On Oct. 19, Rosi Sexton’s phone started ringing. The name on the caller ID was that of Ian Dean, matchmaker for the Cage Warriors promotion, where, just eight days later, Sexton was to fight Sheila Gaff for the promotion’s vacant women’s flyweight championship. Before she even answered Dean’s call, Sexton had a premonition about what the matchmaker would tell her.

“My first thought, honestly, was ‘damn, I knew it!’” Sexton recalled in an exclusive interview with The MMA Corner. “I’d actually talked to my coaches about this exact scenario. We’d predicted that there was a pretty high chance we’d get a pull out before the fight—but we had to go ahead with the training for it 100 percent, assuming that it was going to happen. I put everything else on hold for eight weeks to train for that fight. With it getting so close, I’d actually convinced myself it was going to go ahead. Then I got the phone call.”

Sexton’s concerns about Gaff withdrawing from the fight didn’t come out of the blue. Sexton had her suspicions about Gaff’s extraordinary physique and power. In addition, the British fighter knew that her German counterpart had undergone drug tests under the Voluntary Anti-Doping Administration (VADA) program during the week ending on Friday, Oct. 12—one week before Dean’s name appeared on Sexton’s caller ID. Sexton had requested that both she and Gaff undergo the VADA testing prior to their title fight, and both fighters had enrolled in the program. Could the timing of Gaff’s withdrawal from the fight have anything to do with the recently administered test for performance-enhancing drugs (PED’s)?

“First of all, I’ve not made any accusations,” Sexton clarified. “My own opinion is that her withdrawal from the fight could be regarded as suspicious. However, all I’m doing is making people aware of some relevant facts and allowing them to make up their own minds.

“Firstly, I’d point out that in her previous fights, Sheila has demonstrated quite extraordinary power for a female. The way she has manhandled even highly-ranked opponents is practically unprecedented in women’s combat sports, with the only similar example I can think of being Cris ‘Cyborg.’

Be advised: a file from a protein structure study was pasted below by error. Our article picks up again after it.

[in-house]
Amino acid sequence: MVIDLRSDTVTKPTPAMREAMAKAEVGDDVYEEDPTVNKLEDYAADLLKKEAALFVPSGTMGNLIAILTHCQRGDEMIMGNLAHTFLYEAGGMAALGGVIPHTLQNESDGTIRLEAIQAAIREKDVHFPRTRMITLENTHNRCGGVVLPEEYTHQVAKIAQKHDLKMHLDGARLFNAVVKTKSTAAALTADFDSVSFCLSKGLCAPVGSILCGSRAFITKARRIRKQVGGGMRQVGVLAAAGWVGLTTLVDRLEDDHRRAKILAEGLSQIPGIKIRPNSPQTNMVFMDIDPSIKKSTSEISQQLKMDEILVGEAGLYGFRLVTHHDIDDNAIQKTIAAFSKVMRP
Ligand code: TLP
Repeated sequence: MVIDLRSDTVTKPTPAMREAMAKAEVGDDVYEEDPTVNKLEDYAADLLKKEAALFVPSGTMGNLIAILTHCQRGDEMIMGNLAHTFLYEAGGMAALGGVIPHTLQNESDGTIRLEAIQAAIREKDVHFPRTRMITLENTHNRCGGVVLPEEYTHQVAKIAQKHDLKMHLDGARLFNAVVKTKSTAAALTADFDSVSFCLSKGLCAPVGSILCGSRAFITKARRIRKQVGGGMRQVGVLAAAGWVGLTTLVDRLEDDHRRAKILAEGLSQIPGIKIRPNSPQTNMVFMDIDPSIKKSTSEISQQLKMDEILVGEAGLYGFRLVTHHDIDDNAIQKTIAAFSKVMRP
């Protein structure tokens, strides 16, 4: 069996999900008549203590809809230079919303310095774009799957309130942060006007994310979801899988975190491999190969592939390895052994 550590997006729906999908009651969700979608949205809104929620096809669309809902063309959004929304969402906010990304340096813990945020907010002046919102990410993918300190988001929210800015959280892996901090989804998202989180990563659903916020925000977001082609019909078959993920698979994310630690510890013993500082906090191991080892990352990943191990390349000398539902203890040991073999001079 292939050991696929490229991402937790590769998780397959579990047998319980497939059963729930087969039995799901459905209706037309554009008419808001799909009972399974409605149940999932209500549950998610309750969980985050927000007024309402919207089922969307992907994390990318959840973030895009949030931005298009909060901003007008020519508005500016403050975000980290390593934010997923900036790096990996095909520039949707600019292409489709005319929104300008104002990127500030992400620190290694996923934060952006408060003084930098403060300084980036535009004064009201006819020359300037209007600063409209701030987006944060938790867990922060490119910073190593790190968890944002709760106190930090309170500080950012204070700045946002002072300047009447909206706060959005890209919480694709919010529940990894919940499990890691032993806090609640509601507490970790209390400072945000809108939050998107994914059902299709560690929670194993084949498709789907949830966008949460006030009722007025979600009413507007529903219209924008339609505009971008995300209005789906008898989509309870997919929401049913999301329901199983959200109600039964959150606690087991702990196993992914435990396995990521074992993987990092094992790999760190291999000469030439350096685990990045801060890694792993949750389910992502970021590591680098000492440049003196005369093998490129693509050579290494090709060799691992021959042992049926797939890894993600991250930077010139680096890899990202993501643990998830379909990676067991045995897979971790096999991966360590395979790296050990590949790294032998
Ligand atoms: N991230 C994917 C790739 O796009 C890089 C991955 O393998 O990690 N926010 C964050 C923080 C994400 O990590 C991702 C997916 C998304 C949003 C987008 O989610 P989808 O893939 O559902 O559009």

Sexton (Dave Mandel/Sherdog)

“As far as I know, none of Sheila’s VADA tests came back positive. That leads me to suspect that she is currently clean. The issue of VADA testing was first raised back in June. Fighters being tested by VADA know that they will be subject to probably the most comprehensive anti-doping program in sport at the moment, so few would take the risk of using PED’s. This is precisely the point of the testing—to take the option of PED use off the table and to ensure clean fights.

“I was informed that Sheila withdrew from the fight primarily because she was experiencing symptoms of fatigue, lack of energy and difficulty upon physical exertion. As I understand the situation, she has been given no medical diagnosis and as far as I’m aware, no supporting test results have been provided. I’m aware that these symptoms are also commonly experienced by fighters when they stop taking performance-enhancing drugs, especially anabolic steroids, and can’t help wondering whether or not this is a coincidence.”

Sexton took to her Twitter account to voice her opinion on Gaff’s withdrawal and the reasons behind it, while also implying that the problem was widespread in women’s MMA.

Sexton’s comments regarding Gaff’s withdrawal didn’t sit well with Gaff’s coach, Andre Balschmieter, who took to German MMA website GroundandPound to explain that Gaff pulled out of the fight due to a case of the flu and that she was still not at 100 percent. He also insisted that Gaff is opposed to PED use.

“I think that’s precisely what I’d expect any fighter’s camp to say in that situation, whether or not s/he was using PED’s,” Sexton said.

Balschmieter also attempted to turn the tables on Sexton. He pointed to Sexton’s own withdrawal from a previous scheduled encounter with Gaff under the Cage Warriors banner in July 2011. Sexton, he said, was worthy of just as much suspicion for bowing out of that fight with what he called a career-threatening injury, only to return to grappling competition shortly thereafter.